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So, e-books in Arabic

Anyone know about this little corner of the publishing world?

Does, for example, iOS and OSX support (or is it iTunes?) e-books in Arabic? More specifically, can one sell Arabic e-books through Apple?

Similarly, does Kindle (I think not but want to check)?

Little idea floating around and just need to get a bit more information.

18 thoughts on “So, e-books in Arabic”

  1. Judging from my experience browsing bookshops in Kuwait and the UAE, unless you’re going to publish a dozen titles consisting mainly of pictures called something like “Sheikh Marktoum: a Man Ahead of Our Times” or you’ve somehow acquired the rights to Mein Kampf, then you might be wasting your time.

  2. As Pat Condell points out–the number of worthwhile books written in Arabic each year could fit into your briefcase with plenty of room left over for your lunch.

    How about translating the new atheists into Arabic. Fatwas all around might provide a few laughs.

  3. Presumably you’re going to publish a guide to which EU countries are best for immigrants, and how to get there? There’ll be one big chapter on Germany, and 27 other chapters with the words “don’t bother”.

  4. So Much For Subtlety

    Tim Newman – “Judging from my experience browsing bookshops in Kuwait and the UAE”

    Well he was doing spy thrillers so maybe he plans on doing an Arabic James Bond? Well, it will never work without more goat porn. Which might be a little hard to work into the plot of your standard spy thriller.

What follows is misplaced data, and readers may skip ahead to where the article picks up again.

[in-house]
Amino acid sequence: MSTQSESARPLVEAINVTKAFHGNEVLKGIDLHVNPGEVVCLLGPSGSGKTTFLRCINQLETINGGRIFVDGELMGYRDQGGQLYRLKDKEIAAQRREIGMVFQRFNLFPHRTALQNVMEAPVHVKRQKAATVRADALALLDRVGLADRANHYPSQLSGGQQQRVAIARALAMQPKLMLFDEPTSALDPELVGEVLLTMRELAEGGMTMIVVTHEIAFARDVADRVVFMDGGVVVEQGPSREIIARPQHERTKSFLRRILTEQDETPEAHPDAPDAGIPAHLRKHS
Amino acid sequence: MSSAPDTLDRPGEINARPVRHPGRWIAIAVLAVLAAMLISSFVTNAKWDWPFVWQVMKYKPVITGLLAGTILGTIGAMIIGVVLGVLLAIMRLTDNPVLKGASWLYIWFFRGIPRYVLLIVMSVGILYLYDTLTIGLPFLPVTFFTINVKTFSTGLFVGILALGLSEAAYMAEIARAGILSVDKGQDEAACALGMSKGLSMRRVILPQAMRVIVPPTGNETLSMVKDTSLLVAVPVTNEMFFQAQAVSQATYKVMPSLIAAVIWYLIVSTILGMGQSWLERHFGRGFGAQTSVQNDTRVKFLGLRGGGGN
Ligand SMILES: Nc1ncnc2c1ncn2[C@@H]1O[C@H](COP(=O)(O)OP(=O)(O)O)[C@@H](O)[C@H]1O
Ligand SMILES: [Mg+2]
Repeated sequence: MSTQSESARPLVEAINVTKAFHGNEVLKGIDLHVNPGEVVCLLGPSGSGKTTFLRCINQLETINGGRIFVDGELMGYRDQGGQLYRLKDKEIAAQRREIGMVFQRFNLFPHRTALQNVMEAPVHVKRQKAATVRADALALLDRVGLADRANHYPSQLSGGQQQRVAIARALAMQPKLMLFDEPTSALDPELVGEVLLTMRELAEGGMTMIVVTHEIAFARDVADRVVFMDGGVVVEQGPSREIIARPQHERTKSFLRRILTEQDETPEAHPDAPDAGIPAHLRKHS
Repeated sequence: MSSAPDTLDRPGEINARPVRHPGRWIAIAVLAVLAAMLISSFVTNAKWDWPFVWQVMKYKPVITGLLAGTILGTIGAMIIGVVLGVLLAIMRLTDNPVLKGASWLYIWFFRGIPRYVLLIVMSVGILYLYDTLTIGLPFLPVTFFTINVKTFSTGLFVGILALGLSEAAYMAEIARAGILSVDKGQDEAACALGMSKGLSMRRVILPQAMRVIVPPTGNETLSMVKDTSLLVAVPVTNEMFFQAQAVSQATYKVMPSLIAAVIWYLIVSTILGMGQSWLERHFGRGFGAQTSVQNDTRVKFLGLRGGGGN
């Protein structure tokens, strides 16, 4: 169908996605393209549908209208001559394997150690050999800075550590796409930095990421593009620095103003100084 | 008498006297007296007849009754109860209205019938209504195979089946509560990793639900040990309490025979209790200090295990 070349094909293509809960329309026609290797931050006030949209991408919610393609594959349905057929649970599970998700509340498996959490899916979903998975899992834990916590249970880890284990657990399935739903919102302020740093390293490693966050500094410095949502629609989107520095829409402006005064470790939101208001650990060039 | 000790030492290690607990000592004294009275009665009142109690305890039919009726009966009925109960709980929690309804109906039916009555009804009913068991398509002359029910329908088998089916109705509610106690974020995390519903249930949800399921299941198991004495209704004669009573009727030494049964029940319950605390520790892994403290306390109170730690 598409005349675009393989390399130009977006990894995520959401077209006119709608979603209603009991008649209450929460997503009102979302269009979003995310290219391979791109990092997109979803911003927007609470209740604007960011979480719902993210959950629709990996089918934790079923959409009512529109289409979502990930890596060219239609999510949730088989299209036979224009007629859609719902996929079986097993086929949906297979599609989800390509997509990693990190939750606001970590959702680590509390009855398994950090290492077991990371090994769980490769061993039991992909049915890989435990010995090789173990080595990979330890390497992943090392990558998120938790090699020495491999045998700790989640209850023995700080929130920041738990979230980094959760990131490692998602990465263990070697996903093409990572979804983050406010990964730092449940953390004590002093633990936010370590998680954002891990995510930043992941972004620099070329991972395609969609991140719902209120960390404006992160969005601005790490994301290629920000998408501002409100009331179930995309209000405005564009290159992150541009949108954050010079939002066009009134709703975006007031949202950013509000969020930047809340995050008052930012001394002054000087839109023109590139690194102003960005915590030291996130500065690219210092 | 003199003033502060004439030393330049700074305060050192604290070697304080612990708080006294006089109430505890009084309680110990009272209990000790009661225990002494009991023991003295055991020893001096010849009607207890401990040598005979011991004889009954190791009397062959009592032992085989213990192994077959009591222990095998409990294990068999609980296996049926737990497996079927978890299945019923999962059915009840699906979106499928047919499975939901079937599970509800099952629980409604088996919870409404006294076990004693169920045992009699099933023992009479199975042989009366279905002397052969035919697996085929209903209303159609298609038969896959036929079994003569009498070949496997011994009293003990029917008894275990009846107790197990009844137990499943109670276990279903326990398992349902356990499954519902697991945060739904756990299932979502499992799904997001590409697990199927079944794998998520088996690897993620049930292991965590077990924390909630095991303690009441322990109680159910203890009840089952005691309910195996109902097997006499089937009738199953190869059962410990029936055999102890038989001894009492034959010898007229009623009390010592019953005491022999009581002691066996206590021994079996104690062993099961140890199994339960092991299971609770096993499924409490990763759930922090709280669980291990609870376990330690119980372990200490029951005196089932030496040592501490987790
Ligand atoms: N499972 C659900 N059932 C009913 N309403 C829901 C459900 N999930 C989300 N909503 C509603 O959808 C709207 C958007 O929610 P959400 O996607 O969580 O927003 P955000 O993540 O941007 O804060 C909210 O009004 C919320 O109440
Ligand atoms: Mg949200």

5. The trivial answer is yes, because Kindle etc. can display images and you can render Arabic text as images. I looked at a Kindle book on Amazon, a book of stories in English and Arabic. The English text seemed to be normal text, while the Arabic text seemed to be images.

    The more interesting questions of whether Kindle supports Arabic fonts and right-to-left text remain. I’ve just read a Kindle book in which some Tibetan characters weren’t displayed correctly by my Kindle, but the book was very badly produced and this might have been the fault of the book, not the Kindle.

    I’ll try making an Arabic e-book and let you know how it goes.

  6. Christ! He’s going to indoctrinate ISIL with “ragging on Richie! Not sure if there’s not something in the Geneva Convention covers this, Section on chemical & biological weapons.

  7. I tried it and it seemed to work on a Kindle Touch. It’s true that e-books are basically HTML, but that doesn’t necessarily mean that e-book readers have built in Arabic fonts, or support fonts embedded in the book, and support right-to-left text. My Kindle Touch seems to contain an Arabic font and support right-to-left text. It’s still possible that other e-book readers might not.

  8. Ha! That was quick. Google thinks kindle doesn’t but obviously there are other readers. From what I remember of Arabic, word wrapping is a problem so there’s more to it than just right to left.

  9. Are physical e-book devices much of a market, now? I can read e-books on my small format tablet, I gather. I’d probably stick with my Kindle because of the power use issue, but a lot of people will be prefering a single device.
    And tablets certainly handle Arabic.

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